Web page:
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The CRTC wants to know what you think of Canada's broadband telecommunications

J-P Blais The CRTC is launching the second phase of their review of Canada’s telecommunications services, during which they hope to collect the views of members of the public via an online form, culminating in a public hearing on April 11, 2016 in Gatineau, Quebec.
The telecommunications regulator seeks to invite Canadians “to share their views on the telecommunications services they need to participate in the digital economy.”
The first phase of this consultation was launched in April 2015, since when the CRTC has received more than 25,000 comments.
Noting that reliable and affordable telecommunications now provide the infrastructure for economic development, not to mention access to daily mundane activities like banking, health care, education and government services, the CRTC wants input.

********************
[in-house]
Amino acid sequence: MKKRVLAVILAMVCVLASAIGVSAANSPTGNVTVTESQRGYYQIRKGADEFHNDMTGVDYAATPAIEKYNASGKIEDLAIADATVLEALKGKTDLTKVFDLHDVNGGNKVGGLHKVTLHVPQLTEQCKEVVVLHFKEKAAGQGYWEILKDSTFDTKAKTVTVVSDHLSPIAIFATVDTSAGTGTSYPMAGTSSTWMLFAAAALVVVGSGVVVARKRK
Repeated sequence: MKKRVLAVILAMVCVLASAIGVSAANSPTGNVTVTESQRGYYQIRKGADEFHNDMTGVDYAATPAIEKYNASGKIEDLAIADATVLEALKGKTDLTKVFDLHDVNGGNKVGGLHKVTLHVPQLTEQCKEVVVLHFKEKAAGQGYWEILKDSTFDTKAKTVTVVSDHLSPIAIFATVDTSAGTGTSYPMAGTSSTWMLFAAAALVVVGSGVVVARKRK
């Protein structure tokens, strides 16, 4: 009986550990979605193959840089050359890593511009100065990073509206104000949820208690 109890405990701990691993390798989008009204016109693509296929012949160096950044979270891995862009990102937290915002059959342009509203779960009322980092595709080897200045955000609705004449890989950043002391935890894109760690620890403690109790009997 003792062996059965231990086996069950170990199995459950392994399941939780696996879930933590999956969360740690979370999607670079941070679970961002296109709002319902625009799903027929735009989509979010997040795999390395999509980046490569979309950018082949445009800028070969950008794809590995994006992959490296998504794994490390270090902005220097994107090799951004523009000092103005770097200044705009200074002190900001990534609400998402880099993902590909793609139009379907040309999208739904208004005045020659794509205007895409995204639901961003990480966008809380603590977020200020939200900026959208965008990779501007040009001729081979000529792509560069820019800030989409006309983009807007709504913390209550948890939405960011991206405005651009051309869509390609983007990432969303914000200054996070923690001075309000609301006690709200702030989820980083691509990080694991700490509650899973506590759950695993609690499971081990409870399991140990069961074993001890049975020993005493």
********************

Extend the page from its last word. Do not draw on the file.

Key questions the CRTC wants Canadians to respond to include:

  • What telecommunications services do Canadians consider necessary to participate in the digital economy?
  • Which services do Canadians rely on the most to communicate?
  • Should the prices for telecommunications services in Canada be similar between urban and non-urban areas?
  • What upload and download speeds for broadband Internet service would meet Canadians’ needs?

“As we look to the future of Canada’s telecommunications needs, we are interested in hearing the views of Canadians from across the country, and especially those who do not have access to the technology they need in this digital era,” said CRTC chairman and CEO Jean-Pierre Blais. “In order to fully participate in the digital economy, Canadians need reliable, affordable and modern telecommunications services. Wherever you live in Canada, from St. John’s to Prince Rupert to Moose Jaw to Iqaluit, we want to hear from you.”
The CRTC will be conducting a series of focus groups in small communities across Canada, in which a large percentage of the population is either underserved or unserved by telecommunications.

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